Align your spending with your values: Once you have 12 months’ worth of data, it is easy to identify patterns and opportunities for increased efficiency and alignment. Many families lower their spending by up to 20 percent without any meaningful reduction in quality of life.
Eliminate any non-deductible mortgage debt: You can either assign some of your newfound financial margin toward retiring this debt or consolidate with your first mortgage, which will then become deductible again, subject to the $750k limit.
Consider 529 accounts for your K-12 private school students: Colorado is one of the few states that allows essentially unlimited contributions to be deducted directly from your taxable state income, which results in an immediate 4.63 percent savings when funds are deposited. Those funds can then be used to pay qualified educational expenses such as K-12 private school tuition. This strategy is also an effective way to save 4.63 percent when paying qualified college costs out-of-pocket. Caution: On January 10, 2018, CollegeInvest noted that the Colorado state tax treatment of K-12 withdrawals is currently under legal review.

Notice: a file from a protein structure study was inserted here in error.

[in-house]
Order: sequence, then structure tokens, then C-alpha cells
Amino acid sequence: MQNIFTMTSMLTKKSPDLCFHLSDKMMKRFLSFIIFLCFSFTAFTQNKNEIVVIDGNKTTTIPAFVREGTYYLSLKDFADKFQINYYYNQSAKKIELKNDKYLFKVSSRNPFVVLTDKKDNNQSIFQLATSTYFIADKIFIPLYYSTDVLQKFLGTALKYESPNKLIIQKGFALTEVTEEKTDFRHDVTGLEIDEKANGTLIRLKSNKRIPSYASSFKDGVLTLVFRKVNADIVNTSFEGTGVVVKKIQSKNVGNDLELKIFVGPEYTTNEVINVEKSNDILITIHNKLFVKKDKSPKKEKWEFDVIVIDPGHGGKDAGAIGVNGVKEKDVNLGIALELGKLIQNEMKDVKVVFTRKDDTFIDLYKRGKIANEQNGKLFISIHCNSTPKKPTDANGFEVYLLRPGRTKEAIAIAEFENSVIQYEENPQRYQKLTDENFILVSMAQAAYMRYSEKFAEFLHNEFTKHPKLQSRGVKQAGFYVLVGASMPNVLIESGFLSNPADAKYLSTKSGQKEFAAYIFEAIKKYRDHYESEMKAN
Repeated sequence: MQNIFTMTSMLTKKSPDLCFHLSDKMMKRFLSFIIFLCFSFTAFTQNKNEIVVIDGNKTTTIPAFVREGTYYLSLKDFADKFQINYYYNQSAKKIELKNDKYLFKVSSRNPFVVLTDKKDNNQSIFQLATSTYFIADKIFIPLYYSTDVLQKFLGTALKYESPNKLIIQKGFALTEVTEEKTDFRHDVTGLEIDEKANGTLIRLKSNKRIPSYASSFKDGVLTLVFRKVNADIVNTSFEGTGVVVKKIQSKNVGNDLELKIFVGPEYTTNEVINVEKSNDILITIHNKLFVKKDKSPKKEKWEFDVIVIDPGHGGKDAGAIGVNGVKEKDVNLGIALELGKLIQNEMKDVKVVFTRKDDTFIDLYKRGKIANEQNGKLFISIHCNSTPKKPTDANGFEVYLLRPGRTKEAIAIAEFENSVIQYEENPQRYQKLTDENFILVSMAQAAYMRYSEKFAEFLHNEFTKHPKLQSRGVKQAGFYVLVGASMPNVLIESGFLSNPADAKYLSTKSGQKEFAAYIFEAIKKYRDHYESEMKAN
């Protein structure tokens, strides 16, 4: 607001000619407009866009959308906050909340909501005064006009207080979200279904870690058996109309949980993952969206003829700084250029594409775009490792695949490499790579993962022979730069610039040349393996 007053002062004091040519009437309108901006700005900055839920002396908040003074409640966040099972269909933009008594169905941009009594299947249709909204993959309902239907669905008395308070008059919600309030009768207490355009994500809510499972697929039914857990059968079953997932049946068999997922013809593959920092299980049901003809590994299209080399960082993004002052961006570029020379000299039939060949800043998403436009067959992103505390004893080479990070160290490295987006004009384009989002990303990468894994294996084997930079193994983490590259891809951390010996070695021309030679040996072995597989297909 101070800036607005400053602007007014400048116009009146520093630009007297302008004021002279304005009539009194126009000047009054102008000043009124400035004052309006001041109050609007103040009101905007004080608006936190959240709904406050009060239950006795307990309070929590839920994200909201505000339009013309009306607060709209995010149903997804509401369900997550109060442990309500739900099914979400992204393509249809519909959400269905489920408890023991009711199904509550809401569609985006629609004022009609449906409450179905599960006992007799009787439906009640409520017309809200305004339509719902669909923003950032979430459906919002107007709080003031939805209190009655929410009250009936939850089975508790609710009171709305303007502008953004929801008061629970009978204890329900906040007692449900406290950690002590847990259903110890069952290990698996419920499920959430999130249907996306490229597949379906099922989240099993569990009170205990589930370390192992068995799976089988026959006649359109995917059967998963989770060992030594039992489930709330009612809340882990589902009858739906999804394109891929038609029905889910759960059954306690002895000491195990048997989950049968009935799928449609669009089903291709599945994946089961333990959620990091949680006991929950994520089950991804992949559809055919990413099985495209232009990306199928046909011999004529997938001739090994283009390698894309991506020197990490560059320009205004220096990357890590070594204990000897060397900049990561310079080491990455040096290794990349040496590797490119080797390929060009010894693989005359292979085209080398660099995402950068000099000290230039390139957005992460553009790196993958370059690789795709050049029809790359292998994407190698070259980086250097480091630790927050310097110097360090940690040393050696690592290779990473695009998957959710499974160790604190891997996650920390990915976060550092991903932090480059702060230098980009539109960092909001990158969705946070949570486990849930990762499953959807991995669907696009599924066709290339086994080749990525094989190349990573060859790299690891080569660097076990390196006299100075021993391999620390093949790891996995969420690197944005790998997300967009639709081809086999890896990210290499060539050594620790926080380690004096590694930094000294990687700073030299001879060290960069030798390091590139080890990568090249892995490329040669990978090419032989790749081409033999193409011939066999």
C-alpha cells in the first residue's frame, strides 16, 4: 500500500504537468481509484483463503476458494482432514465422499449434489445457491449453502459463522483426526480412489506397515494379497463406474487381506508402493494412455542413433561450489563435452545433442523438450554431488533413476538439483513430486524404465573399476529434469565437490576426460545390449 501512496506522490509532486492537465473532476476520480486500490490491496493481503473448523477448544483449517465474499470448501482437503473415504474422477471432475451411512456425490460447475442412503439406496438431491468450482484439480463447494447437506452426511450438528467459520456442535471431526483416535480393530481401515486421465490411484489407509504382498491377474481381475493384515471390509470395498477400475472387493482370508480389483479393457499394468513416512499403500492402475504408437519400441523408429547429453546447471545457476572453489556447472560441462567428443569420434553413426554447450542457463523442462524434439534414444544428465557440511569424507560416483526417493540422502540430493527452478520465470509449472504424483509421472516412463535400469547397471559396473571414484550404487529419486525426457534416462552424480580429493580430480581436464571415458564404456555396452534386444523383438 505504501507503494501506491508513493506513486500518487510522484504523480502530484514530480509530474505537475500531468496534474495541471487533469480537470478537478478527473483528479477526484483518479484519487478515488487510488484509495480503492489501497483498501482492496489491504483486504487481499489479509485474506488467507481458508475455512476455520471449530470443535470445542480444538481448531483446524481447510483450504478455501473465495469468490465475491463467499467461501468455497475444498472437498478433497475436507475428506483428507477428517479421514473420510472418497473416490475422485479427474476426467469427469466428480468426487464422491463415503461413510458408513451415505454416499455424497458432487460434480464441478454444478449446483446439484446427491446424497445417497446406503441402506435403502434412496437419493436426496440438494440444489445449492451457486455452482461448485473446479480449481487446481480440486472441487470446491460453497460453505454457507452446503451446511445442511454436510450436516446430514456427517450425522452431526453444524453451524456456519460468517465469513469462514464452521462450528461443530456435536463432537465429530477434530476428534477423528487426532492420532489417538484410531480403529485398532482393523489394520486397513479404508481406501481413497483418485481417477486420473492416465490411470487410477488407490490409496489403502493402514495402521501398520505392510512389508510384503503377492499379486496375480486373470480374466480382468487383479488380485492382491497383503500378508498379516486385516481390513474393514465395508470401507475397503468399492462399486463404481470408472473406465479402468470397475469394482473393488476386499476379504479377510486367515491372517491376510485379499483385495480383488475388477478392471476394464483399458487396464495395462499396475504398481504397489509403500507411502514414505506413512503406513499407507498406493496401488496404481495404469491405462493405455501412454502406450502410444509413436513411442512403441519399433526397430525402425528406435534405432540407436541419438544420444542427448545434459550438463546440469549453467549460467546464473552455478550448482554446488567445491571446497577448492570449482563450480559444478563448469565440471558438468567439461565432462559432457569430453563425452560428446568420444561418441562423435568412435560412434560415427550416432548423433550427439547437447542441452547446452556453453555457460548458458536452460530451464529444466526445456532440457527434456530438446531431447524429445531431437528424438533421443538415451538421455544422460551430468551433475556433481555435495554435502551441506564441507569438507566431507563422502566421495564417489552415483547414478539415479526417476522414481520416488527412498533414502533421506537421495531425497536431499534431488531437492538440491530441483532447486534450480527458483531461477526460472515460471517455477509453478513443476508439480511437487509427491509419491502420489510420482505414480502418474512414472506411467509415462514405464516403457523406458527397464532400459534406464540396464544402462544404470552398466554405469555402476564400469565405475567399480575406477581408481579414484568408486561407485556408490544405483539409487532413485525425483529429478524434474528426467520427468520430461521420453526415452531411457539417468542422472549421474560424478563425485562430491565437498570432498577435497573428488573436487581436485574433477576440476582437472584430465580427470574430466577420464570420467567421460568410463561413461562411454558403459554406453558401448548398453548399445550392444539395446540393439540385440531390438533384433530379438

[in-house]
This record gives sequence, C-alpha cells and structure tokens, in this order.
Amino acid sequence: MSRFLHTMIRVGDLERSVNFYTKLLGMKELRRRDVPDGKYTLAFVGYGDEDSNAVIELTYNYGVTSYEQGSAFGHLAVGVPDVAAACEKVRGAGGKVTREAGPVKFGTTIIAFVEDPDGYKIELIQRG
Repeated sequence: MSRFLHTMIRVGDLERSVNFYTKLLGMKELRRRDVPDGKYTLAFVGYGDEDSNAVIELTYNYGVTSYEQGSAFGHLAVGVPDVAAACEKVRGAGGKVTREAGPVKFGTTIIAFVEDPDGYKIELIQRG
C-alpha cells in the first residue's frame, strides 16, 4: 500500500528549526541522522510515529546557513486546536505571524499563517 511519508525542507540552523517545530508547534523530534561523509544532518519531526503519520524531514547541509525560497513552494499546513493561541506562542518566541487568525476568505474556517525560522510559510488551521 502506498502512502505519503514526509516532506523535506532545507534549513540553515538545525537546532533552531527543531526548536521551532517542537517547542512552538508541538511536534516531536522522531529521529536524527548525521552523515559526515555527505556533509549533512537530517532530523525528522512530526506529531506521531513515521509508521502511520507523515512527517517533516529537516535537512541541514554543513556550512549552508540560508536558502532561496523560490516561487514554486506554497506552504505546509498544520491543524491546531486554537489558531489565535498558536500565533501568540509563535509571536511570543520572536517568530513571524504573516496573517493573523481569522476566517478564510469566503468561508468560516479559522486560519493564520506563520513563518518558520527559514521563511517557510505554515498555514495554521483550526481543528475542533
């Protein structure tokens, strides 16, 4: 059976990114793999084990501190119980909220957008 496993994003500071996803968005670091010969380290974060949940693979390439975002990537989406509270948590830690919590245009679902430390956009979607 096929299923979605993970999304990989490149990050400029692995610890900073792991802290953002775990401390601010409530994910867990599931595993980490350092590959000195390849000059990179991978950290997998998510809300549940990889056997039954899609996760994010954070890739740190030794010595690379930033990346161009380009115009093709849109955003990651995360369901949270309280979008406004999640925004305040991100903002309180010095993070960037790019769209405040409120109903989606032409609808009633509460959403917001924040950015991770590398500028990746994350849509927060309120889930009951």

Increase your 401k contribution by one percent or more: Do this every year and you will get to the 10-15 percent savings rate recommended to fund your retirement.
Reevaluate your risk tolerance and stresstest your portfolio: The markets have had an amazing run over the past few years and your portfolio likely became riskier due to the larger increases in your equities. You also may not need as much growth to meet your long-term goals, so now may be a good time to rebalance your portfolio to a lower risk profile, which would also protect you in the event of a market correction.
To Learn More
We provide a compassionate and confidential approach to helping clients get their financial house in order, and we work on a fixed-fee retainer basis. We can also provide specific quotes for any of your one-time planning or investment needs, and we always offer an introductory meeting at no charge to allow you to ask us anything that is on your mind and get to know us better.